Kerryn Boogaard Kerryn Boogaard
Beverly Goldsmith Beverly Goldsmith
Zoe Bingley-Pullin Zoe Bingley-Pullin

Added Sugar 101:

A guide on how to meet the WHO sugar guidelines to limit added sugar to six teaspoons a day.
By Kerryn Boogaard
Date: May 23 2015
Tags: sugar,
Editor Rating:
mop-addedsugar

The World Health Organisation (WHO) recently advised us that six teaspoons of added sugar a day is ENOUGH - not to aim for six teaspoons a day for good health, but for good health to limit your intake to this. Six teaspoons is equivalent to approximately 24g of sugar. 

So what exactly does this mean in practical terms? Lets take a look. 

What is an added sugar?

Added sugar doesn’t just refer to sucrose, which is the ‘table sugar’ (whether white, brown, low GI or raw) that gets spooned into tea or sprinkled on your oats. It refers to the multitude of added sugars in today’s food supply. This would include everyone’s favourites agave syrup, brown rice malt syrup and honey. Also: maple syrup, treacle, molasses, fruit juice concentrate, caramel, corn syrup, malt syrup, fructose, dextrose, maltose, glucose – in fact, anything that ends in ‘ose'.

Ahhh … it’s tiring just listing them all! I sure  that I’ve forgotten some.

How much sugar is in a teaspoon?

The added sugars above, whether in a granulated, powder or syrup form have pretty much the same amount of sugar – that being about 4g in a teaspoon .

Not the natural stuff   

First and foremost, when we are talking about limiting added sugars this does not include the natural sugars found in milk, yoghurt, fruit and some vegetables. All of these foods are nourishing. They bring an abundant of nutrients and health properties to the party, and absolutely should not be avoided – NO, not any. Not at all!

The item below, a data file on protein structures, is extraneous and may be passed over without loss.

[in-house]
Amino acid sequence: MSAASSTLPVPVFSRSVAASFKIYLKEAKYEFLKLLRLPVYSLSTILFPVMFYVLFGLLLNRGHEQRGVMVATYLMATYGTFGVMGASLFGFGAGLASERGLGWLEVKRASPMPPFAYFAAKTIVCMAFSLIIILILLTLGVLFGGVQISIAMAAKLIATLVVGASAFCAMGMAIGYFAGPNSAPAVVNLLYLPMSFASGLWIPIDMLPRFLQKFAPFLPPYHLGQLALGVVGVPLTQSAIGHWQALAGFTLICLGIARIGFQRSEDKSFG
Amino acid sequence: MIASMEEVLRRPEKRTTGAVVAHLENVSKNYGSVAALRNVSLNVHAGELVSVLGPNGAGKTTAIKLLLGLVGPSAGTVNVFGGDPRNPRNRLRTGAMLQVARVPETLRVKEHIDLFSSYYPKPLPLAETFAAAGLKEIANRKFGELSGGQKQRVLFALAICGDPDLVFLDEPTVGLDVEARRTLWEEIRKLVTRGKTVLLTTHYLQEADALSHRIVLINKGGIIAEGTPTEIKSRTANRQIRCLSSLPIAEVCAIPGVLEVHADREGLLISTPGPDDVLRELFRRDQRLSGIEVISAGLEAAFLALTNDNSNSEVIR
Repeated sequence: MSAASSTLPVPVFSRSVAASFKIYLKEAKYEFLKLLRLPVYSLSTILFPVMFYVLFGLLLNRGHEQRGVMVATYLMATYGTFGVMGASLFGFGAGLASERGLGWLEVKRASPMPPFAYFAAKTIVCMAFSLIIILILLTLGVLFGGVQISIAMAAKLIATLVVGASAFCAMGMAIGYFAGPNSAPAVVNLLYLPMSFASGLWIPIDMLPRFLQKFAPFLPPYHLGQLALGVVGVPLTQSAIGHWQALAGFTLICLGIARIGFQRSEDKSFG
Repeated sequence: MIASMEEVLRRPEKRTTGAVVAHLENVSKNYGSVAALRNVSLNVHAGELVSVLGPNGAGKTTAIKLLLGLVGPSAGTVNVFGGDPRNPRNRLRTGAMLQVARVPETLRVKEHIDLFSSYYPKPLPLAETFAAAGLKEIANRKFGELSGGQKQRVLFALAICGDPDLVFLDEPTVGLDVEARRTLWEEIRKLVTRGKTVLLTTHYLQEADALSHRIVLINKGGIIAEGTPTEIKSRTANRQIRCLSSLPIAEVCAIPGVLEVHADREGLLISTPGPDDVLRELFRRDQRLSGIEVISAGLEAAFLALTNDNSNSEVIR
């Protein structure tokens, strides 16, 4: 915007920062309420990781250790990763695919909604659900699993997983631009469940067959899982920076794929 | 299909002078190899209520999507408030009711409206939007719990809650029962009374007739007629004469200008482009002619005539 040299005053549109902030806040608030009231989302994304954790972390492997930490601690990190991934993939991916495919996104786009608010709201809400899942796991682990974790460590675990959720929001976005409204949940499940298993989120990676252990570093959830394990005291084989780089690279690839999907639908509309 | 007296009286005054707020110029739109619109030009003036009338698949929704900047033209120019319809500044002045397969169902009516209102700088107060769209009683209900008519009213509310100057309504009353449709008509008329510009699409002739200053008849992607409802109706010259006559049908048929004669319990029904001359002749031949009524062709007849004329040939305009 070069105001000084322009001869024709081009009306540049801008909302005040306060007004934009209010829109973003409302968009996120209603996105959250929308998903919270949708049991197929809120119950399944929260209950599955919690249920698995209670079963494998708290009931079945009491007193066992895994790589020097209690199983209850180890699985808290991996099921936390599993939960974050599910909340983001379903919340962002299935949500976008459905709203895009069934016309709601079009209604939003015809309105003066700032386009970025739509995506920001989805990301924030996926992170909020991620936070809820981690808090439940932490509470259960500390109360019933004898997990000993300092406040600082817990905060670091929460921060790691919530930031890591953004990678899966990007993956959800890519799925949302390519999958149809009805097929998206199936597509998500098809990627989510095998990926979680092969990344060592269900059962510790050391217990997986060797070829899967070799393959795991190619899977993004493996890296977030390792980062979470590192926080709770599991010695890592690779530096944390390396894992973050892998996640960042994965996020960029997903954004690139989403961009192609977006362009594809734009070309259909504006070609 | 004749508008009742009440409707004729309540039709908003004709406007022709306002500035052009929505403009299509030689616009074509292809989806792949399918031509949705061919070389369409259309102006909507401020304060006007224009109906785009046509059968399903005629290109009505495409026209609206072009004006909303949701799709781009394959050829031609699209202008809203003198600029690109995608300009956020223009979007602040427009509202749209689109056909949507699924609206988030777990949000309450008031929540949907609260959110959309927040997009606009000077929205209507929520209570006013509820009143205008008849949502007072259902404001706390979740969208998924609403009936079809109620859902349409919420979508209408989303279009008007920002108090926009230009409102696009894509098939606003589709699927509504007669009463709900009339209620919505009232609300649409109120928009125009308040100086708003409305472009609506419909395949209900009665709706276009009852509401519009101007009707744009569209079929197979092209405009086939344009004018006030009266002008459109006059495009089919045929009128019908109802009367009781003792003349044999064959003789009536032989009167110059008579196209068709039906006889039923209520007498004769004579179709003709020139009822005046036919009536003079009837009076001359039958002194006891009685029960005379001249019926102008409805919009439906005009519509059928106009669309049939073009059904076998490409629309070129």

Sugars found naturally in these foods include fructose, lactose and sucrose (yes sucrose can be found naturally too).

Deciphering a food label

The nutritional information panel on a food label doesn’t differentiate between natural sugars and added sugars, making it really confusing!

All of the sugars in a food just get clumped together under the ‘sugar’ banner.  For example, a high fibre, nourishing breakfast cereal may have a small amount of sucrose added for palatability and have some dried fruit such as sultanas and apricots in the mix. The amount of sugar from the sucrose AND the dried fruit will show up under the one sugar heading on the label. This is where food knowledge can come in handy, to help you make a more informed choice.

Before heading straight to a food label, I like to encourage people to take a look at the food (the FOOD - not the isolated nutrients). Using the cereal example, if you can see plenty of nuts, seeds, oats and some dried fruit it’s a good sign that it’s a nourishing food that will probably keep you full and satisfied after eating. On the other hand, if the cereal has different shapes and colours that you generally don’t see in nature, you can guess that it’s heavily processed and probably has the added sugar and salt to match.

If you do want to decipher the label to find out how much added sugar you may be eating, here is a bit of information on the amount of natural sugar in food to put things into perspective.

  • 1 tablespoon of sultanas has about 11g of natural sugar
  • 5 dried apricot halves has about 12g of natural sugar
  • 1 medium piece of fruit has about 15g of natural sugar
  • 1 cup (250ml) of plain, reduced fat milk has about 15g of natural sugar